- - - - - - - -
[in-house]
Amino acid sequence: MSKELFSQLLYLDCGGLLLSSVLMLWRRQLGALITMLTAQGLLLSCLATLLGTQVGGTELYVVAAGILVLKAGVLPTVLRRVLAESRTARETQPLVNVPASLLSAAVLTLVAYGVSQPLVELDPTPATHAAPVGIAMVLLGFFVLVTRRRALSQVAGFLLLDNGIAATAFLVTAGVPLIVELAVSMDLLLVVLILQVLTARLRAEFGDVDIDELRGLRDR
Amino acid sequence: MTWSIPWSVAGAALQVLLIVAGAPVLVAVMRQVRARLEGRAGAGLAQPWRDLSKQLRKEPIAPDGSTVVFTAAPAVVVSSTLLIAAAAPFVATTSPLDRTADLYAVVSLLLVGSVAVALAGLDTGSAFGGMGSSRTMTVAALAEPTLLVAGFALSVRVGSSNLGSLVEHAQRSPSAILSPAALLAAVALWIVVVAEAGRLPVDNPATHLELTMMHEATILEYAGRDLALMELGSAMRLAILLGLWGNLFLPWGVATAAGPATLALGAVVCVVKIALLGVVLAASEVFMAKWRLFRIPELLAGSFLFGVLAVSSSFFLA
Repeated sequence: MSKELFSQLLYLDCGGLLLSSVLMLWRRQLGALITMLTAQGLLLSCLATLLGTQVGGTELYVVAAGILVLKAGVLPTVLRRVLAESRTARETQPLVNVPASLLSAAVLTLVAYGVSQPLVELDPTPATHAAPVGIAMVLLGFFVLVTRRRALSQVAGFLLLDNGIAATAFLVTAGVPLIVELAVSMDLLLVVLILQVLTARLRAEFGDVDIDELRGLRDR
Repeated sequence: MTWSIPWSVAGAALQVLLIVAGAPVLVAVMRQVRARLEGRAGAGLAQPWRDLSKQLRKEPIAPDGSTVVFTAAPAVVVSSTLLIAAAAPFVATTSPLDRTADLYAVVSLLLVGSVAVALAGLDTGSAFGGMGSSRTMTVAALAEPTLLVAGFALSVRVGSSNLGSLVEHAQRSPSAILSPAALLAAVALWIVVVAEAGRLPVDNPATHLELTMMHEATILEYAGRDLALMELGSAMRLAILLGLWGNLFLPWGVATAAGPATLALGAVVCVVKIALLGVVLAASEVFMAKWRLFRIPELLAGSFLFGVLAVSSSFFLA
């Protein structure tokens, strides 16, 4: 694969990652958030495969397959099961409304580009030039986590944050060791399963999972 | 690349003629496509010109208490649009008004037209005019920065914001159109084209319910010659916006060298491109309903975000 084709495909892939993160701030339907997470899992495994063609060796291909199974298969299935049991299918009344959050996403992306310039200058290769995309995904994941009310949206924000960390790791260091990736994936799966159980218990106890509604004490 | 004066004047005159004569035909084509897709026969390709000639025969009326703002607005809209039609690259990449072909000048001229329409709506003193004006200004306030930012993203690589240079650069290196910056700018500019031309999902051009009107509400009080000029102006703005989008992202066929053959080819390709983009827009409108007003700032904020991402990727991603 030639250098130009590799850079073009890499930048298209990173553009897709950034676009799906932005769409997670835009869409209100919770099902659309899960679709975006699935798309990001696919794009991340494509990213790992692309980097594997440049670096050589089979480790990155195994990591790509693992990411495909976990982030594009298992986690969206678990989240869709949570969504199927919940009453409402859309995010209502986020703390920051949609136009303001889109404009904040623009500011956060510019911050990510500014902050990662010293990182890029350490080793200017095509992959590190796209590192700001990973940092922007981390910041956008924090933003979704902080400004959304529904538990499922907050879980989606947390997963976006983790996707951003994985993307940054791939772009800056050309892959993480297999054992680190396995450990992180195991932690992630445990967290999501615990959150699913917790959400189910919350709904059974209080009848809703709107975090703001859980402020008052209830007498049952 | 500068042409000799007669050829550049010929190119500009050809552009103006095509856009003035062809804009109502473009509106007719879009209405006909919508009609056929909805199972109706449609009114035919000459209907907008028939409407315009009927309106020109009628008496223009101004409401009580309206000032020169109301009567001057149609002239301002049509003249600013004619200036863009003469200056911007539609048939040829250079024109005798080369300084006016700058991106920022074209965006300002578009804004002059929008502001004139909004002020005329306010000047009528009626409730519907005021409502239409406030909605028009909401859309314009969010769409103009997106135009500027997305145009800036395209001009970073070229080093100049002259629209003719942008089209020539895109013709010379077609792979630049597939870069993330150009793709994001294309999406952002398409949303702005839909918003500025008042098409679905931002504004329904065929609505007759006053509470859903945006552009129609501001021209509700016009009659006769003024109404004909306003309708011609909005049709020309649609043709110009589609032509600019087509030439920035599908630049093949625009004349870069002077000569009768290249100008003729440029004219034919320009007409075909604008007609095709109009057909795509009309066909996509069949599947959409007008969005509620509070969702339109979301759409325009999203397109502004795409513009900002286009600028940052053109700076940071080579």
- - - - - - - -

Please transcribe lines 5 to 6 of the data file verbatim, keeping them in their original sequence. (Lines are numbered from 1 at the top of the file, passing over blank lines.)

Repeated sequence: MTWSIPWSVAGAALQVLLIVAGAPVLVAVMRQVRARLEGRAGAGLAQPWRDLSKQLRKEPIAPDGSTVVFTAAPAVVVSSTLLIAAAAPFVATTSPLDRTADLYAVVSLLLVGSVAVALAGLDTGSAFGGMGSSRTMTVAALAEPTLLVAGFALSVRVGSSNLGSLVEHAQRSPSAILSPAALLAAVALWIVVVAEAGRLPVDNPATHLELTMMHEATILEYAGRDLALMELGSAMRLAILLGLWGNLFLPWGVATAAGPATLALGAVVCVVKIALLGVVLAASEVFMAKWRLFRIPELLAGSFLFGVLAVSSSFFLA
């Protein structure tokens, strides 16, 4: 694969990652958030495969397959099961409304580009030039986590944050060791399963999972 | 690349003629496509010109208490649009008004037209005019920065914001159109084209319910010659916006060298491109309903975000 084709495909892939993160701030339907997470899992495994063609060796291909199974298969299935049991299918009344959050996403992306310039200058290769995309995904994941009310949206924000960390790791260091990736994936799966159980218990106890509604004490 | 004066004047005159004569035909084509897709026969390709000639025969009326703002607005809209039609690259990449072909000048001229329409709506003193004006200004306030930012993203690589240079650069290196910056700018500019031309999902051009009107509400009080000029102006703005989008992202066929053959080819390709983009827009409108007003700032904020991402990727991603 030639250098130009590799850079073009890499930048298209990173553009897709950034676009799906932005769409997670835009869409209100919770099902659309899960679709975006699935798309990001696919794009991340494509990213790992692309980097594997440049670096050589089979480790990155195994990591790509693992990411495909976990982030594009298992986690969206678990989240869709949570969504199927919940009453409402859309995010209502986020703390920051949609136009303001889109404009904040623009500011956060510019911050990510500014902050990662010293990182890029350490080793200017095509992959590190796209590192700001990973940092922007981390910041956008924090933003979704902080400004959304529904538990499922907050879980989606947390997963976006983790996707951003994985993307940054791939772009800056050309892959993480297999054992680190396995450990992180195991932690992630445990967290999501615990959150699913917790959400189910919350709904059974209080009848809703709107975090703001859980402020008052209830007498049952 | 500068042409000799007669050829550049010929190119500009050809552009103006095509856009003035062809804009109502473009509106007719879009209405006909919508009609056929909805199972109706449609009114035919000459209907907008028939409407315009009927309106020109009628008496223009101004409401009580309206000032020169109301009567001057149609002239301002049509003249600013004619200036863009003469200056911007539609048939040829250079024109005798080369300084006016700058991106920022074209965006300002578009804004002059929008502001004139909004002020005329306010000047009528009626409730519907005021409502239409406030909605028009909401859309314009969010769409103009997106135009500027997305145009800036395209001009970073070229080093100049002259629209003719942008089209020539895109013709010379077609792979630049597939870069993330150009793709994001294309999406952002398409949303702005839909918003500025008042098409679905931002504004329904065929609505007759006053509470859903945006552009129609501001021209509700016009009659006769003024109404004909306003309708011609909005049709020309649609043709110009589609032509600019087509030439920035599908630049093949625009004349870069002077000569009768290249100008003729440029004219034919320009007409075909604008007609095709109009057909795509009309066909996509069949599947959409007008969005509620509070969702339109979301759409325009999203397109502004795409513009900002286009600028940052053109700076940071080579």